3) Alt/Option + mouse click: This option allows you to place cursors at specific points and edit at the same time. Press Esc to remove the cursor. This is illustrated in the following screenshot:

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Figure 6 – Multi-cursor editing by placing the cursor on mouse clicks

4) Ctrl/Command + D: Highlight a text item and then, on each press of Ctrl/Command+D, the system moves the cursor to select the same text item. To skip a specific selection, press Ctrl/Command + K and then continue with Ctrl/Command + D.

5) Alt/Option + Shift + Down Arrow Key: Place the cursor on a particular line and press the command to duplicate the same line.

6) Alt/Option + Down Arrow Key: Place the cursor on a particular line and press the command to move the line below. The same works for multiple selected lines.

Code refactoring

While writing code, there are usually opportunities to further optimize the code you’ve written to increase readability and maintainability. Readable code is easier to change. It allows other developers to easily find the required code section and make changes as required. In a software development life-cycle, having to frequently maintain or change code is more time consuming than first writing it.

VS Code provides some nice code refactoring features. Support for JavaScript and TypeScript is built into the tool. Let's go through a few examples.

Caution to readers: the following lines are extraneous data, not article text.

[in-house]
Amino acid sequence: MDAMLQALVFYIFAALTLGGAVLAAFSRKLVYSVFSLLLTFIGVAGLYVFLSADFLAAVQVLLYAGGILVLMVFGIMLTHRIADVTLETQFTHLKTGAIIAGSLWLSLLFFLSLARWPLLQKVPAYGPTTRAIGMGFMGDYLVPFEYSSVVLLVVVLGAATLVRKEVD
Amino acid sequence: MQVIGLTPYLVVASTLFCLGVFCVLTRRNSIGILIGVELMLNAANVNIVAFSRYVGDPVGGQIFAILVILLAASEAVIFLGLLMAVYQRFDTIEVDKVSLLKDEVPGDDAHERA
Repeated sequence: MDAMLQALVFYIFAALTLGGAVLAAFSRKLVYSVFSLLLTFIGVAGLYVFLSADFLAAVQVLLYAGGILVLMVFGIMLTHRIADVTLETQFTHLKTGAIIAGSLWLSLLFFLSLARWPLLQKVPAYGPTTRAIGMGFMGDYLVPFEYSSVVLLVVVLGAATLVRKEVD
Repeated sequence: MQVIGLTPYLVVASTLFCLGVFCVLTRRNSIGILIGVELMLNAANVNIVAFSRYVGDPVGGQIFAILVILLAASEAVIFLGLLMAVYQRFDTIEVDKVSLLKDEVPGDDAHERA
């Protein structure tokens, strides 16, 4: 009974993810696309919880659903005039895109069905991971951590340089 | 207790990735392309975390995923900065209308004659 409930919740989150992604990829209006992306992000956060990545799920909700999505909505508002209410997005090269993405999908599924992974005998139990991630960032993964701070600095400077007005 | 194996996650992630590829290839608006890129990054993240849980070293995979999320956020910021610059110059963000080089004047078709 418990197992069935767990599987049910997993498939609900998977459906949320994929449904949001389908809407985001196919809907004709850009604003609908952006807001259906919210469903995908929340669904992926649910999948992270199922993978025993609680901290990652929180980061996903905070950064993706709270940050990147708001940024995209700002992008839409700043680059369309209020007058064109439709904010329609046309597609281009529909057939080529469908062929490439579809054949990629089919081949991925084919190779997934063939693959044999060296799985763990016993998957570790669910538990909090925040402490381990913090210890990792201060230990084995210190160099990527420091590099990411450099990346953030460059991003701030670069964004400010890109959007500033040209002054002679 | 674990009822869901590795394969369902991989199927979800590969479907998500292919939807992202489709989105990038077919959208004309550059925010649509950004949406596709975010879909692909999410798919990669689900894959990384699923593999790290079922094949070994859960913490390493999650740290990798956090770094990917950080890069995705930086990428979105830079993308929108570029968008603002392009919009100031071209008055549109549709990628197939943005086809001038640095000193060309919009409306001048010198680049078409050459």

Extracting to a constant

Once you select a section of code, a light bulb appears on the left. On clicking it, you will see a context menu open up with some refactoring options. Once you select the Extract to constant in module scope option, VS Code will create a constant and replace it with the string literals—for example, 'Product List!', shown as follows:

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Figure 7 – Extract to constant

The following screenshot shows the refactored code. Here, string literals have been replaced with a constant variable:

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Figure 8 – Extract to constant refactored code

Apart from extract to constant, another option is extracting code to a method.

Extracting to a method

Often while writing code you will see a piece of code that can be reused. Extracted that code into a method to avoid code duplication. This enhances code maintainability since future changes are required in just one place rather than several.

VS Code provides a very easy-to-use and quick way to extract your code into reusable methods.

In the following example, the displayed success message is selected. A light bulb appears on the left and shows an Extract to method in class option:

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Figure 9 – Reusable code can be extracted to a method

Once you select this option, VS Code will ask for a method name as an input, as illustrated in the following screenshot:

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Figure 10 – Reusable code can be extracted to a method

On entering the method name, and as shown in the preceding screenshot, the selected piece of code will be extracted into a method, and a method call will be placed in the same section.